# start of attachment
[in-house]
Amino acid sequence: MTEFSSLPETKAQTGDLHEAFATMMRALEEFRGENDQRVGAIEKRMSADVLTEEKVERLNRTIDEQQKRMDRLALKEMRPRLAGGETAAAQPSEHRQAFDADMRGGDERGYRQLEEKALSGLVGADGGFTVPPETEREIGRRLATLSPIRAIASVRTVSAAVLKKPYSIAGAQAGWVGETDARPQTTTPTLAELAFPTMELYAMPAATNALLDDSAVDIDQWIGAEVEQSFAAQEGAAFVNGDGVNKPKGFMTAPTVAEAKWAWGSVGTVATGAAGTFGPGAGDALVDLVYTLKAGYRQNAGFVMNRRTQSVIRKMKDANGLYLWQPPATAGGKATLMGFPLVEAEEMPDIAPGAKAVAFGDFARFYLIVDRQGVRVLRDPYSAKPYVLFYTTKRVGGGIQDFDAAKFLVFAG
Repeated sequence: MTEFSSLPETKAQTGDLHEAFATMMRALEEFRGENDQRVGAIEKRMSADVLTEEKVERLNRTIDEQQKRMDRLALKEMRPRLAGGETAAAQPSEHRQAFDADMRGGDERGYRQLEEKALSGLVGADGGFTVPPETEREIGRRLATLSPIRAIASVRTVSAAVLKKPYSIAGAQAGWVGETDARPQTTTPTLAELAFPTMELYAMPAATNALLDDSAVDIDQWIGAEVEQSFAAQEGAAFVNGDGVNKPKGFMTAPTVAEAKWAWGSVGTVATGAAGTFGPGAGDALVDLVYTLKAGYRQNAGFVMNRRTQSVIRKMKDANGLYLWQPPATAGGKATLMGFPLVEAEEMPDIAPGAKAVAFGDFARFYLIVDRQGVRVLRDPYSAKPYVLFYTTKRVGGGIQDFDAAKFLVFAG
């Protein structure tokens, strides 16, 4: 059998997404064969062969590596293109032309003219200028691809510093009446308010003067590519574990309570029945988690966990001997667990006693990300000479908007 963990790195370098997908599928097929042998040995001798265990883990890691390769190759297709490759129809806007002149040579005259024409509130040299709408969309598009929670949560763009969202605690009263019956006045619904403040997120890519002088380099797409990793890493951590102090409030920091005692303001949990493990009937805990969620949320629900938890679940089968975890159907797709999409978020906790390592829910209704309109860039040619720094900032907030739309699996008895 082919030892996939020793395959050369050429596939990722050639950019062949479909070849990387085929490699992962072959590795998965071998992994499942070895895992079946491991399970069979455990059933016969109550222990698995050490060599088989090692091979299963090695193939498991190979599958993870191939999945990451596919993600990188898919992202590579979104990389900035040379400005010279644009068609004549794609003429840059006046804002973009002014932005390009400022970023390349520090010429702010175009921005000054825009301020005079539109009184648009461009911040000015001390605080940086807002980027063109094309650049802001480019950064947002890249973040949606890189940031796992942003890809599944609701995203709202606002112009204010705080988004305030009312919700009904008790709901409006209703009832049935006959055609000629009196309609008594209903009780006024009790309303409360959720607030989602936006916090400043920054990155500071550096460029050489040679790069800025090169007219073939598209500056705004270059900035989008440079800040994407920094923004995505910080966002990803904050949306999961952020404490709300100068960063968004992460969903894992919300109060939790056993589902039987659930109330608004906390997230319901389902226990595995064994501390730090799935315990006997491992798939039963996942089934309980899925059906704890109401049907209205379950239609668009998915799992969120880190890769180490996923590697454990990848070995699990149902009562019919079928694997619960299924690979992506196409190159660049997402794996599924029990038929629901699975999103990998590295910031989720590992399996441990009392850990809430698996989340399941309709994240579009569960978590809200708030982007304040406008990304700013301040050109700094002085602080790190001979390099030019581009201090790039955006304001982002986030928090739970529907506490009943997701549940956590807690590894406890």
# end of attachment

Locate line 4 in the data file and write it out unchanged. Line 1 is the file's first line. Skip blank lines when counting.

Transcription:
């Protein structure tokens, strides 16, 4: 059998997404064969062969590596293109032309003219200028691809510093009446308010003067590519574990309570029945988690966990001997667990006693990300000479908007 963990790195370098997908599928097929042998040995001798265990883990890691390769190759297709490759129809806007002149040579005259024409509130040299709408969309598009929670949560763009969202605690009263019956006045619904403040997120890519002088380099797409990793890493951590102090409030920091005692303001949990493990009937805990969620949320629900938890679940089968975890159907797709999409978020906790390592829910209704309109860039040619720094900032907030739309699996008895 082919030892996939020793395959050369050429596939990722050639950019062949479909070849990387085929490699992962072959590795998965071998992994499942070895895992079946491991399970069979455990059933016969109550222990698995050490060599088989090692091979299963090695193939498991190979599958993870191939999945990451596919993600990188898919992202590579979104990389900035040379400005010279644009068609004549794609003429840059006046804002973009002014932005390009400022970023390349520090010429702010175009921005000054825009301020005079539109009184648009461009911040000015001390605080940086807002980027063109094309650049802001480019950064947002890249973040949606890189940031796992942003890809599944609701995203709202606002112009204010705080988004305030009312919700009904008790709901409006209703009832049935006959055609000629009196309609008594209903009780006024009790309303409360959720607030989602936006916090400043920054990155500071550096460029050489040679790069800025090169007219073939598209500056705004270059900035989008440079800040994407920094923004995505910080966002990803904050949306999961952020404490709300100068960063968004992460969903894992919300109060939790056993589902039987659930109330608004906390997230319901389902226990595995064994501390730090799935315990006997491992798939039963996942089934309980899925059906704890109401049907209205379950239609668009998915799992969120880190890769180490996923590697454990990848070995699990149902009562019919079928694997619960299924690979992506196409190159660049997402794996599924029990038929629901699975999103990998590295910031989720590992399996441990009392850990809430698996989340399941309709994240579009569960978590809200708030982007304040406008990304700013301040050109700094002085602080790190001979390099030019581009201090790039955006304001982002986030928090739970529907506490009943997701549940956590807690590894406890």